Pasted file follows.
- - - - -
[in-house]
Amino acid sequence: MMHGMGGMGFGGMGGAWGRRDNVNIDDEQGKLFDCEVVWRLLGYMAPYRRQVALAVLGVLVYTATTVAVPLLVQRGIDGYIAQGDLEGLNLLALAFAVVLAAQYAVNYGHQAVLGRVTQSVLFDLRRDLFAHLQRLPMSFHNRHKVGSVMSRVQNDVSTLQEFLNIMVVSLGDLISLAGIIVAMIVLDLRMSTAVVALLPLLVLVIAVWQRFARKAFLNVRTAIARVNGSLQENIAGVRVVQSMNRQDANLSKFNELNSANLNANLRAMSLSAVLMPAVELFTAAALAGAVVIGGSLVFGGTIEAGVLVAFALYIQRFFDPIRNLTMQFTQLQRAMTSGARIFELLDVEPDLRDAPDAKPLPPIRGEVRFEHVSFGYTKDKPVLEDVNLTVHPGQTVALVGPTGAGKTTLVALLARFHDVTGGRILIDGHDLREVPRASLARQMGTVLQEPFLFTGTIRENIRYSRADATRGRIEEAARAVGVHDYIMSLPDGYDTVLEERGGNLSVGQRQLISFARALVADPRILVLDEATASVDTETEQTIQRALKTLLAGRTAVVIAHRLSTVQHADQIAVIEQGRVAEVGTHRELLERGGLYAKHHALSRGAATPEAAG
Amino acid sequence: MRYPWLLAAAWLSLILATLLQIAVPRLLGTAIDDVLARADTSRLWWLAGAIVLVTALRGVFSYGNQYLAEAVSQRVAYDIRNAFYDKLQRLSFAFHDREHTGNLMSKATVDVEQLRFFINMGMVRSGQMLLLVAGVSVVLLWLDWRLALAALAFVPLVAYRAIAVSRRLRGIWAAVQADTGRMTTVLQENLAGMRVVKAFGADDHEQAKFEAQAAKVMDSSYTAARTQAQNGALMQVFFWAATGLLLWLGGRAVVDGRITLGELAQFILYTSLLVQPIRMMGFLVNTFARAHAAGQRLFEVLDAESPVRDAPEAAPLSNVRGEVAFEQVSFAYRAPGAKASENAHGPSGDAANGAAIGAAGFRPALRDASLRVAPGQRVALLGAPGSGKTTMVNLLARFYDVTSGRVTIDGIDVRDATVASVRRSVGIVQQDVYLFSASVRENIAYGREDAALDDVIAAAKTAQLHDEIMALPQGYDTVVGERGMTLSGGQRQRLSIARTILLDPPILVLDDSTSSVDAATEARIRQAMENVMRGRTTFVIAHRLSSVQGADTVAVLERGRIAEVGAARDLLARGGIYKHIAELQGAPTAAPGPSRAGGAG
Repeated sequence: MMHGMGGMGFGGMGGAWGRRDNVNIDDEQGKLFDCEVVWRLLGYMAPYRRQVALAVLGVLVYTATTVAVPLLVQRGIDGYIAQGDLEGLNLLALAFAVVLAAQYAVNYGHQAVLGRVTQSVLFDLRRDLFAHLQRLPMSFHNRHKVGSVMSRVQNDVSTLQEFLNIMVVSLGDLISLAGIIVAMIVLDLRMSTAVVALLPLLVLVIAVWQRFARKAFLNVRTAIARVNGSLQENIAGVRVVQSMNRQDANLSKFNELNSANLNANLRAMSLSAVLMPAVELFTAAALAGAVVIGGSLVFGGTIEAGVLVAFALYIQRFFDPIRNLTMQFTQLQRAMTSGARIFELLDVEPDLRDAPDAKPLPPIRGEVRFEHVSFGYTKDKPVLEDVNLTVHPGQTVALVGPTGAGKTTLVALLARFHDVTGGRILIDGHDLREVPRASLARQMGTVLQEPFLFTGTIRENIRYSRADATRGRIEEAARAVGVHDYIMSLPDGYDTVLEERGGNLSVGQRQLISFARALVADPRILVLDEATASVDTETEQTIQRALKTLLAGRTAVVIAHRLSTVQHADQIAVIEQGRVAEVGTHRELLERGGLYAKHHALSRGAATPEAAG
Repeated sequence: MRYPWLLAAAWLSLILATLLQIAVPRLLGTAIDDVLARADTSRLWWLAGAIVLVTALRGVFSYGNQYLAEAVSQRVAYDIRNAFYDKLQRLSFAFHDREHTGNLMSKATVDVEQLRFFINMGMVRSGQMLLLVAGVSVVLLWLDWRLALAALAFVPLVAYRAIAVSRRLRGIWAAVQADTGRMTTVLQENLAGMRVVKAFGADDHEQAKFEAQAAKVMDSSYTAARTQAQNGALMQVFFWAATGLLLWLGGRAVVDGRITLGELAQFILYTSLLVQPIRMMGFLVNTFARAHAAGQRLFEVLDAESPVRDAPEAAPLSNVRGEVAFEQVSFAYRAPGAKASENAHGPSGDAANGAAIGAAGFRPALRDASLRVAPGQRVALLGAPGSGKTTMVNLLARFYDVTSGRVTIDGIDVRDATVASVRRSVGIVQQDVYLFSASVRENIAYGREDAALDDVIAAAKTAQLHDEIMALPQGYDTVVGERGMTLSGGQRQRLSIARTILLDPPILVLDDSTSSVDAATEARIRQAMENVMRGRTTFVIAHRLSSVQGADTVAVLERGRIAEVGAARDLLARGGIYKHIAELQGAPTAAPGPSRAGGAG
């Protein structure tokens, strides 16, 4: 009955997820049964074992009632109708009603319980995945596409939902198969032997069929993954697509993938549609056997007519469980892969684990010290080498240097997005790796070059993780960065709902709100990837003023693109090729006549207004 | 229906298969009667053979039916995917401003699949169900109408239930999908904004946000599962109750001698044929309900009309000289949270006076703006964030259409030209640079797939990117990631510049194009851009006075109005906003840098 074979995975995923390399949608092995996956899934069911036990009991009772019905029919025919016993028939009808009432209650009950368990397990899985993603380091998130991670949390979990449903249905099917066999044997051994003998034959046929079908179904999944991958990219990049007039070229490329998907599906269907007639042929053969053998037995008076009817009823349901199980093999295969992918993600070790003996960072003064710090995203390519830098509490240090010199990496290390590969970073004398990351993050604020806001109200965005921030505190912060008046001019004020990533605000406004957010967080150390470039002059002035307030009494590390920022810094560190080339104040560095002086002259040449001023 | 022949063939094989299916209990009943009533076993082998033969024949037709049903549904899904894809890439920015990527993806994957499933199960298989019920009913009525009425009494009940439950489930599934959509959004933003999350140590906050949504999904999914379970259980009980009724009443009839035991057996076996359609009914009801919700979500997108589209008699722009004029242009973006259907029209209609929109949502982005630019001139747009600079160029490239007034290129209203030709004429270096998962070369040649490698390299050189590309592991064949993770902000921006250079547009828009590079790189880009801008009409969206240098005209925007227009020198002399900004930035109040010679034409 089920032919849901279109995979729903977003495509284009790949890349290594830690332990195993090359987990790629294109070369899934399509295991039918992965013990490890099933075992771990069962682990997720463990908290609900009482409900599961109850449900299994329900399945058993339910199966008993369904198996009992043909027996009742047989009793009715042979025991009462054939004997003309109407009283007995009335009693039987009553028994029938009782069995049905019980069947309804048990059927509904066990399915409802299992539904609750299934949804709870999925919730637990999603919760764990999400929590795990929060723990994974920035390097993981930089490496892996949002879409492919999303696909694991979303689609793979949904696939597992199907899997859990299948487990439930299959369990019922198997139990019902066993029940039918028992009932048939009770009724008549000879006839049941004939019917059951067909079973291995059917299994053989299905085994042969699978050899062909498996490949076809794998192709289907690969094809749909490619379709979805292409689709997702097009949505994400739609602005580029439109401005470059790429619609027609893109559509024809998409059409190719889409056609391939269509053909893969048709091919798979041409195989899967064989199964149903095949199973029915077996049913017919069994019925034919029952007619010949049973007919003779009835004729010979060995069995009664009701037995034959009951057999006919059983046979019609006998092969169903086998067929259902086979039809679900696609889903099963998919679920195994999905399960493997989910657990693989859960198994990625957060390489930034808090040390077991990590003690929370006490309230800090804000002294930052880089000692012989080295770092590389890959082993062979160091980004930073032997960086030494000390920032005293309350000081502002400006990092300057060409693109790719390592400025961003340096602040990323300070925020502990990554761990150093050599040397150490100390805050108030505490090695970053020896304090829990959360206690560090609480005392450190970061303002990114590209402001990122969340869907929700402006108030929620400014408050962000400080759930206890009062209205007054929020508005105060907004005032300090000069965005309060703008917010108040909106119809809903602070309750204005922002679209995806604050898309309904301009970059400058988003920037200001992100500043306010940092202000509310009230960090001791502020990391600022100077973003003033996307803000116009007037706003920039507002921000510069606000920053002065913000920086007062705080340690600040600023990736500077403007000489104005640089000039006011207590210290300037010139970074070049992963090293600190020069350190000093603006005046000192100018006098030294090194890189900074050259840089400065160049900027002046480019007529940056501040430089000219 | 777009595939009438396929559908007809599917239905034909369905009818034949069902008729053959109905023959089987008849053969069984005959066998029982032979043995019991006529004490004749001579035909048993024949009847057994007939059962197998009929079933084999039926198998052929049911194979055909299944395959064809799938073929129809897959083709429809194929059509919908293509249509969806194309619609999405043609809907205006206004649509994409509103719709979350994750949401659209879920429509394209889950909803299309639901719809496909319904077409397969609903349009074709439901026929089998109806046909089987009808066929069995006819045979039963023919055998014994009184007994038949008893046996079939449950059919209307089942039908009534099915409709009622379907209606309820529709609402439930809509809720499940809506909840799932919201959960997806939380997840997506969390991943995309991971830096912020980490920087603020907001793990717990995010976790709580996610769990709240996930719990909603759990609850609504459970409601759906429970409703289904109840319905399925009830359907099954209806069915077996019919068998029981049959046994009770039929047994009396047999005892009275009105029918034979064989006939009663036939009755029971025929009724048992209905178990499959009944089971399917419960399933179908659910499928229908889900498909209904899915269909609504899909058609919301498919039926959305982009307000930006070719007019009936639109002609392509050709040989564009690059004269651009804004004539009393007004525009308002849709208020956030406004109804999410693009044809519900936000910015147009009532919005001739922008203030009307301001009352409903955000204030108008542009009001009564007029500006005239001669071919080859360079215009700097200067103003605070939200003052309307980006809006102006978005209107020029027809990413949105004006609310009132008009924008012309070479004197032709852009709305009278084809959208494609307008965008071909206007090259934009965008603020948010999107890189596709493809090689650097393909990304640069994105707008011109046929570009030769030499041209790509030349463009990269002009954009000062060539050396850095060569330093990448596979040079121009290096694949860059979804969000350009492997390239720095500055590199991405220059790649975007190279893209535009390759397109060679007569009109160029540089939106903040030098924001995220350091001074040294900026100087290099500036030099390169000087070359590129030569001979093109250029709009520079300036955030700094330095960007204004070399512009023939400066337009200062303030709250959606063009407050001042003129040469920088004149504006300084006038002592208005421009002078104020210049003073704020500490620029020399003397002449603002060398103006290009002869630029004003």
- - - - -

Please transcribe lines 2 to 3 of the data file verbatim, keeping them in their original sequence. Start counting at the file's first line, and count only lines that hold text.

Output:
Amino acid sequence: MMHGMGGMGFGGMGGAWGRRDNVNIDDEQGKLFDCEVVWRLLGYMAPYRRQVALAVLGVLVYTATTVAVPLLVQRGIDGYIAQGDLEGLNLLALAFAVVLAAQYAVNYGHQAVLGRVTQSVLFDLRRDLFAHLQRLPMSFHNRHKVGSVMSRVQNDVSTLQEFLNIMVVSLGDLISLAGIIVAMIVLDLRMSTAVVALLPLLVLVIAVWQRFARKAFLNVRTAIARVNGSLQENIAGVRVVQSMNRQDANLSKFNELNSANLNANLRAMSLSAVLMPAVELFTAAALAGAVVIGGSLVFGGTIEAGVLVAFALYIQRFFDPIRNLTMQFTQLQRAMTSGARIFELLDVEPDLRDAPDAKPLPPIRGEVRFEHVSFGYTKDKPVLEDVNLTVHPGQTVALVGPTGAGKTTLVALLARFHDVTGGRILIDGHDLREVPRASLARQMGTVLQEPFLFTGTIRENIRYSRADATRGRIEEAARAVGVHDYIMSLPDGYDTVLEERGGNLSVGQRQLISFARALVADPRILVLDEATASVDTETEQTIQRALKTLLAGRTAVVIAHRLSTVQHADQIAVIEQGRVAEVGTHRELLERGGLYAKHHALSRGAATPEAAG
Amino acid sequence: MRYPWLLAAAWLSLILATLLQIAVPRLLGTAIDDVLARADTSRLWWLAGAIVLVTALRGVFSYGNQYLAEAVSQRVAYDIRNAFYDKLQRLSFAFHDREHTGNLMSKATVDVEQLRFFINMGMVRSGQMLLLVAGVSVVLLWLDWRLALAALAFVPLVAYRAIAVSRRLRGIWAAVQADTGRMTTVLQENLAGMRVVKAFGADDHEQAKFEAQAAKVMDSSYTAARTQAQNGALMQVFFWAATGLLLWLGGRAVVDGRITLGELAQFILYTSLLVQPIRMMGFLVNTFARAHAAGQRLFEVLDAESPVRDAPEAAPLSNVRGEVAFEQVSFAYRAPGAKASENAHGPSGDAANGAAIGAAGFRPALRDASLRVAPGQRVALLGAPGSGKTTMVNLLARFYDVTSGRVTIDGIDVRDATVASVRRSVGIVQQDVYLFSASVRENIAYGREDAALDDVIAAAKTAQLHDEIMALPQGYDTVVGERGMTLSGGQRQRLSIARTILLDPPILVLDDSTSSVDAATEARIRQAMENVMRGRTTFVIAHRLSSVQGADTVAVLERGRIAEVGAARDLLARGGIYKHIAELQGAPTAAPGPSRAGGAG